Y’tziyat Mitzraim, the Exodus from Egypt, stands as one of the defining stories of the Jewish people. It defines our identity, provides a moral mission and stands as the paradigm for the ultimate redemption. Scripture reminds us no less than thirty-two times of our status as slaves and strangers in Egypt. We know the affliction of slaves and the feelings of the stranger and the plights of the poor and powerless. Therefore divine morality demands we act with sensitivity to, and safeguard justice for, slaves, strangers, the widow, the poor and the orphan; the most vulnerable amongst us. Our holy Torah legislates one law for stranger and native-born citizen, one law for wealthy and poor, one law for the powerful as well as the less well connected.
Parashat Vayeshev marks the beginning of what Biblical scholars call the Joseph-cycle; that series of cause-and-effect events that lead our people down to Egypt where we will suffer slavery and eventually merit redemption. Our story opens with Jacob dispatching his son Joseph to report on the progress of his brothers as they graze the family sheep in Shechem. But when Joseph arrives, he cannot find them. Just then, a “man” wandering in the field happens upon Joseph and asks him what he seeks. When Joseph tells the man, the latter replies he overheard Joseph’s brothers speaking of going to Dothan. Joseph advances to Dothan, where his brothers throw him into a pit and then sell him to a caravan heading down to Egypt. During the years of famine that follow, Jacob and his entire family, the Children of Israel, will descend to Egypt where the Egyptians will eventually enslave them and the Eternal will redeem them.
The entire enterprise hinges on a “man” wandering in the field who seemingly just happens to bump into Joseph. This meeting constitutes the crucial link in the chain of events that sends Joseph into Egypt. Without it the Children of Israel do not follow Joseph to Egypt, and the narrative of Y’tziat Mitzraim, so instrumental to our religious identities and our moral responsibilities, never occurs. One can make the case the entire moral history of the world hangs on the efforts of someone whom scripture does not assign a name, some man easily discounted.
Rashi, quoting Midrash Tanchuma, comments the “man” is actually an angel. This of course teaches us never to discount anyone. As we learn in Pirkei Avot 4:3, the words of Ben Azzai: “Never despise anyone or deem anything useless for you have no human being without his time and nothing without its place.”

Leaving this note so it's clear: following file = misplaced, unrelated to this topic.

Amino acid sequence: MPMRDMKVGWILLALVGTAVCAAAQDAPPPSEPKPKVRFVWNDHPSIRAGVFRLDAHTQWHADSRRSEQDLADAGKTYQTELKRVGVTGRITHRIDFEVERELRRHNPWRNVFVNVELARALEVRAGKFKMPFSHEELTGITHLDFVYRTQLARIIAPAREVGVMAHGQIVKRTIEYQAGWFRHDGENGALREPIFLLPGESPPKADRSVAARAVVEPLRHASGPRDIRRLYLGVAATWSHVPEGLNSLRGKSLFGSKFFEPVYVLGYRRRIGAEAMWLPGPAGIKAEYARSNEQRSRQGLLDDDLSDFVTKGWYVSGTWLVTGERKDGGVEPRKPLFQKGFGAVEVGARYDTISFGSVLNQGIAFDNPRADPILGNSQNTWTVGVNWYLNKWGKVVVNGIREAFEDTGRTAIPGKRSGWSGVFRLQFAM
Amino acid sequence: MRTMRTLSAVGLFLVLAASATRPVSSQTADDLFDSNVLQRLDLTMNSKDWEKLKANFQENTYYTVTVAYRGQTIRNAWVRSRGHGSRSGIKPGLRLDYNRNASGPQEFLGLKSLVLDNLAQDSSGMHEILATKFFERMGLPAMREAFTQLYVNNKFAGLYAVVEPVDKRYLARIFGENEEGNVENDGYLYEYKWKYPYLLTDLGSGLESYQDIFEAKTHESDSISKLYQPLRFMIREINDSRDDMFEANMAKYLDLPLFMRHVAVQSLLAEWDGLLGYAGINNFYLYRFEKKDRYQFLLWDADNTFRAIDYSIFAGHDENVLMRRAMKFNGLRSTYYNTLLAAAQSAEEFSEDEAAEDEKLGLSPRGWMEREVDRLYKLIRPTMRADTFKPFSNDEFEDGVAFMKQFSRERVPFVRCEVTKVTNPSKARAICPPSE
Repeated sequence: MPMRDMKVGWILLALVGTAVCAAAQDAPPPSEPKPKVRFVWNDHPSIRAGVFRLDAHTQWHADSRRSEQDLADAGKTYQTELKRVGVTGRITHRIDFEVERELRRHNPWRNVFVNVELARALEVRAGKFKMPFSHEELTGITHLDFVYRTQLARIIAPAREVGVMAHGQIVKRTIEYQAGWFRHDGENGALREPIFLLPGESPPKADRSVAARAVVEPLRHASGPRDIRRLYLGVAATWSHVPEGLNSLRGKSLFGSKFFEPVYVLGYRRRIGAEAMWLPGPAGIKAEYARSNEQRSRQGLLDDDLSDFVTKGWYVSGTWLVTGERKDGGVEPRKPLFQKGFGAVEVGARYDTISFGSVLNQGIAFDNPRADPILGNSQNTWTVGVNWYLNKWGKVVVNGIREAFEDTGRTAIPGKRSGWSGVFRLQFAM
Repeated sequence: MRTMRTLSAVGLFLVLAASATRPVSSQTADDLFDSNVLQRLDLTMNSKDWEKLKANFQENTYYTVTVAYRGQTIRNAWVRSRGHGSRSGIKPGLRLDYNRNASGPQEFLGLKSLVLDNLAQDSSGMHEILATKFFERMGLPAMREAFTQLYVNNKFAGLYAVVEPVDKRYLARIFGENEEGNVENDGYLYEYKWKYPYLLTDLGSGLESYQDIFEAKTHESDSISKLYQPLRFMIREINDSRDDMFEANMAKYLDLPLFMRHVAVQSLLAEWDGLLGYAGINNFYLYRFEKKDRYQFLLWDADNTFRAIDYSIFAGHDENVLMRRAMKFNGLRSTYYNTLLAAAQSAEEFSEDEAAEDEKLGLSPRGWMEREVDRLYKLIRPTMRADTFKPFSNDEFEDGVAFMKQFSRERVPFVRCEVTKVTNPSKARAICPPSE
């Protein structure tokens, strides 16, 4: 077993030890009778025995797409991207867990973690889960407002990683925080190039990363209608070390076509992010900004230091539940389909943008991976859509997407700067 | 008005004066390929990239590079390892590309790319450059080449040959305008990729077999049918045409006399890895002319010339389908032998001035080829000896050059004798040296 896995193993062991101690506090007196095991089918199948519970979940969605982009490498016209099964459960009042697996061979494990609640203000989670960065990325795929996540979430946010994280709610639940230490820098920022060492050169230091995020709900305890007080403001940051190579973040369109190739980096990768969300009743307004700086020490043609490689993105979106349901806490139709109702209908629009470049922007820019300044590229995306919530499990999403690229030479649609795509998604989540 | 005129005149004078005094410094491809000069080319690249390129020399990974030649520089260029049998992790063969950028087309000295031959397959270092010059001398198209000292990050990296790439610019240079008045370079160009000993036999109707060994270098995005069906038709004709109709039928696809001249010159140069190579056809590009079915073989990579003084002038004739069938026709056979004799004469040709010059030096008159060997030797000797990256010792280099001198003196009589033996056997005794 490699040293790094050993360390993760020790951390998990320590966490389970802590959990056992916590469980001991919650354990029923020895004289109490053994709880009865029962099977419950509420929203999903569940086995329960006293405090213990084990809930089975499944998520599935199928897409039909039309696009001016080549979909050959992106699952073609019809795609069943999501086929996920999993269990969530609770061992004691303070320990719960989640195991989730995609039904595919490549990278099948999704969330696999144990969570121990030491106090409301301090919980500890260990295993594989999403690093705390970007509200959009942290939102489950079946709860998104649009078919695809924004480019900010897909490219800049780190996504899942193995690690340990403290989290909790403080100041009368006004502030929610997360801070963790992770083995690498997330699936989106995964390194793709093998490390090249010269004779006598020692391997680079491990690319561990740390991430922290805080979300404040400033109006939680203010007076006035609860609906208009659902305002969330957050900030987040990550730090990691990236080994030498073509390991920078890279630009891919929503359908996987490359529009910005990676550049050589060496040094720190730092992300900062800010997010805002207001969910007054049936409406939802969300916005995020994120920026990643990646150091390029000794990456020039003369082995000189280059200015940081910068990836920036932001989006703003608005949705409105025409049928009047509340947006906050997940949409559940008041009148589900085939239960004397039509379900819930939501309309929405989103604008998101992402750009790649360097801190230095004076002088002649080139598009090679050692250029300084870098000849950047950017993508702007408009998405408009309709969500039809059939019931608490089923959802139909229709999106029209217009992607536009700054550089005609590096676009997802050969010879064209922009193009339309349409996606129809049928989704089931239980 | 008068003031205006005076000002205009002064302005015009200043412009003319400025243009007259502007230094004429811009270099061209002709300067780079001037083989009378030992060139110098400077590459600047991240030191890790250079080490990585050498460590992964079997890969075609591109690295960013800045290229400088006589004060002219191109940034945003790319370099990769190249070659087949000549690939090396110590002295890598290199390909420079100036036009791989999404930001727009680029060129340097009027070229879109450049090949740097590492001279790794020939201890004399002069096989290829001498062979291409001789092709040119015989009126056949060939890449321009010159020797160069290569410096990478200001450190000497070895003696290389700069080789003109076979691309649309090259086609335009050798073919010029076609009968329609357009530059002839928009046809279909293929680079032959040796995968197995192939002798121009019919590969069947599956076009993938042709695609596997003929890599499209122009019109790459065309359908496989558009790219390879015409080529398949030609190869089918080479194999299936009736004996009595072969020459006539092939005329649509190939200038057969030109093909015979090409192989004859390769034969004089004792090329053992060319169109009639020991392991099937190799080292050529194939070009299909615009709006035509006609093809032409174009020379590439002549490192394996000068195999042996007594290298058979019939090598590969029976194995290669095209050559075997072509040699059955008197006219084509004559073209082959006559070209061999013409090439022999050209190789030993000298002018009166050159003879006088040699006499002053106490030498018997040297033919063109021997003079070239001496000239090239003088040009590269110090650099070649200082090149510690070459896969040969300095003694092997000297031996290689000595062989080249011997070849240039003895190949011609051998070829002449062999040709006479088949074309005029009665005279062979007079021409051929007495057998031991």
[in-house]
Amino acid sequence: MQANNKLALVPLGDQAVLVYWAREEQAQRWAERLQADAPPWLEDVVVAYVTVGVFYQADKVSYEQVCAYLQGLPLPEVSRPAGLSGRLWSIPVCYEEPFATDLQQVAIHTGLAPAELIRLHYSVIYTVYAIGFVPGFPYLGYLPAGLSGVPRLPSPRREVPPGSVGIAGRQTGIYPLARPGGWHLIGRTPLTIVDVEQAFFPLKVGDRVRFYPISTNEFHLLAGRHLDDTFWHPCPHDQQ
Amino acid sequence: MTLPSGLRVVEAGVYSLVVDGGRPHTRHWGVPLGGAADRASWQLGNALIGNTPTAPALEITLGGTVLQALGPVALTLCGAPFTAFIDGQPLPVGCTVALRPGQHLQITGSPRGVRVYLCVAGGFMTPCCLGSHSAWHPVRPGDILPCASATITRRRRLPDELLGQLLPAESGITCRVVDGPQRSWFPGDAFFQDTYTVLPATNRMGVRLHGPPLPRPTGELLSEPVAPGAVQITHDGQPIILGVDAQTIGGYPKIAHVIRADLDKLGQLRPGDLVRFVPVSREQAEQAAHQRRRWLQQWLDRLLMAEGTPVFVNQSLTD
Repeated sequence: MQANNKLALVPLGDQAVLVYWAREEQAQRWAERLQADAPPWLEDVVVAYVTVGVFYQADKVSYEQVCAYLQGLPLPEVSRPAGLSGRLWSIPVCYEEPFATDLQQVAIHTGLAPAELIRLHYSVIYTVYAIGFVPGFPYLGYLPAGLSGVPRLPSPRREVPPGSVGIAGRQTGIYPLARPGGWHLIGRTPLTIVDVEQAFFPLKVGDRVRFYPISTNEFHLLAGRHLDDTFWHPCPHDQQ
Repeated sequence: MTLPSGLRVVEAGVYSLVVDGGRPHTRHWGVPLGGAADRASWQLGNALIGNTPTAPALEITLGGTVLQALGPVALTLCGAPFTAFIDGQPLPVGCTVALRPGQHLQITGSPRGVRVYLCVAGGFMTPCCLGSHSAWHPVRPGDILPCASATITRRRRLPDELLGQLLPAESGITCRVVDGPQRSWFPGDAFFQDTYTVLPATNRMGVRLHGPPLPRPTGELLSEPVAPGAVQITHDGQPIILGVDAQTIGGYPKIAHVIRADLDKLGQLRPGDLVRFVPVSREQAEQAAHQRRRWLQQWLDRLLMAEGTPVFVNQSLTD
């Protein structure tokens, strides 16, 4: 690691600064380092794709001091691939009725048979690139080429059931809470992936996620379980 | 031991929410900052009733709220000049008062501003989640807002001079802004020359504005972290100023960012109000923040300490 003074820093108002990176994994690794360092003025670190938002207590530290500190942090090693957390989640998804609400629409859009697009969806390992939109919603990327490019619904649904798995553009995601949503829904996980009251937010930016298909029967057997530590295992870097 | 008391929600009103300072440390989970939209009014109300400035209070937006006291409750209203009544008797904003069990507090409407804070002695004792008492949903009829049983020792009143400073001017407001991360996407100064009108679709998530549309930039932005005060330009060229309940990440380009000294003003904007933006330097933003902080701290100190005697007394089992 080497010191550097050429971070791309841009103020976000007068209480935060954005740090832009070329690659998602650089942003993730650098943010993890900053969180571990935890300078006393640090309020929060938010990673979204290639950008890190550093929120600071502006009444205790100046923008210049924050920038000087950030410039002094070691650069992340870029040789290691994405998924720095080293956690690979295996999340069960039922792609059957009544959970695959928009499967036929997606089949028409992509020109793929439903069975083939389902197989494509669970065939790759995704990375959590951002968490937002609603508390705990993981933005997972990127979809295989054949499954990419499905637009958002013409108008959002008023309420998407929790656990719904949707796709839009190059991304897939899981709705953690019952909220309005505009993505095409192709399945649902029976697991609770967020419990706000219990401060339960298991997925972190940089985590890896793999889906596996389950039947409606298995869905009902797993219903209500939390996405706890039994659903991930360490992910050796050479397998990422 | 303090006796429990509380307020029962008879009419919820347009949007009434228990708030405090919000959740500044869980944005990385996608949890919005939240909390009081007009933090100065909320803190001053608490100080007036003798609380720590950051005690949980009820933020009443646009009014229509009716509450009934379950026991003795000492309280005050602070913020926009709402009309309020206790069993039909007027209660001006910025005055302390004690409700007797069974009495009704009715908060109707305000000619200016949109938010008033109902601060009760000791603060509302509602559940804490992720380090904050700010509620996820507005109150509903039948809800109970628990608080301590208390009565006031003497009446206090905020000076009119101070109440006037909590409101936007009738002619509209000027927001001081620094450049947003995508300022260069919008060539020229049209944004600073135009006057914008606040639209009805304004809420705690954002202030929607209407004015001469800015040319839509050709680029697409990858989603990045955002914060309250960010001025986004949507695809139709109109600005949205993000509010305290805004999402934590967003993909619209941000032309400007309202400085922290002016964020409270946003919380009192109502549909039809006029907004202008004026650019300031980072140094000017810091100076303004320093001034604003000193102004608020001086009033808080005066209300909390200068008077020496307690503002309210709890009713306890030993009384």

Rabbi Akiba teaches, “All is foreseen, yet free will is given” (Pirkei Avot 3:15). That is, the Eternal has a plan for the redemption of the world and every human being, created in God’s image, can make the choice to play a sacred role. A seemingly chance encounter may not only mean contact with a Malach, one who has chosen to play a sacred redemptive role, but can provide the opportunity to make the choice to become divine messengers of justice and love in our own lives.
In the time that I have been a chaver of T’ruah, I have been inspired to learn about the work of the Coalition of Immokalee Workers, the Florida tomato farmworkers who have revolutionized working conditions and protections in their industry. The giant corporations who buy Florida tomatoes would prefer to see the farmworkers as insignificant, powerless, nameless, but the Coalition has taught them otherwise. Through the Campaign for Fair Food, they have gotten fourteen corporations to sit down at the negotiating table with them, honoring them as human beings across a massive divide of wealth and what we conventionally think of as power. The resulting Fair Food Program has demonstrated that big names—McDonald’s, Walmart, Burger King—are not more important or more powerful than the ones whose names never make the headlines, whether they be farmworkers, consumer allies, or a man wandering in the field.
Parashat Vayeshev teaches never to discount anyone, for every human being is the image of God. Every human soul is precious. Each of us possesses the potential for moral and spiritual greatness, to act as the Eternal’s eyes, ears and hands in the great narrative of redemption. A “man” wandering in a field provides the link to Joseph that will ultimately spell redemption. The person plucking tomatoes in the field or sitting next to you on the train may be an angel, a messenger of the Most High sent to help make this world a better and more holy place. By supporting T’ruah, the rabbinic call for human rights, you can be an angel too!
Rabbi Ben Levy is the spiritual leader of Congregation Etz Chaim in Monroe Twp., NJ and a DHL candidate in Midrash and Biblical Exegesis at the Jewish Theological Seminary. He is a strong advocate of the transformational power of Torah study and the performance of deeds of loving kindness. He lives in Monroe Twp. with his wife, Evelyn and two sons, Eli and Rueven.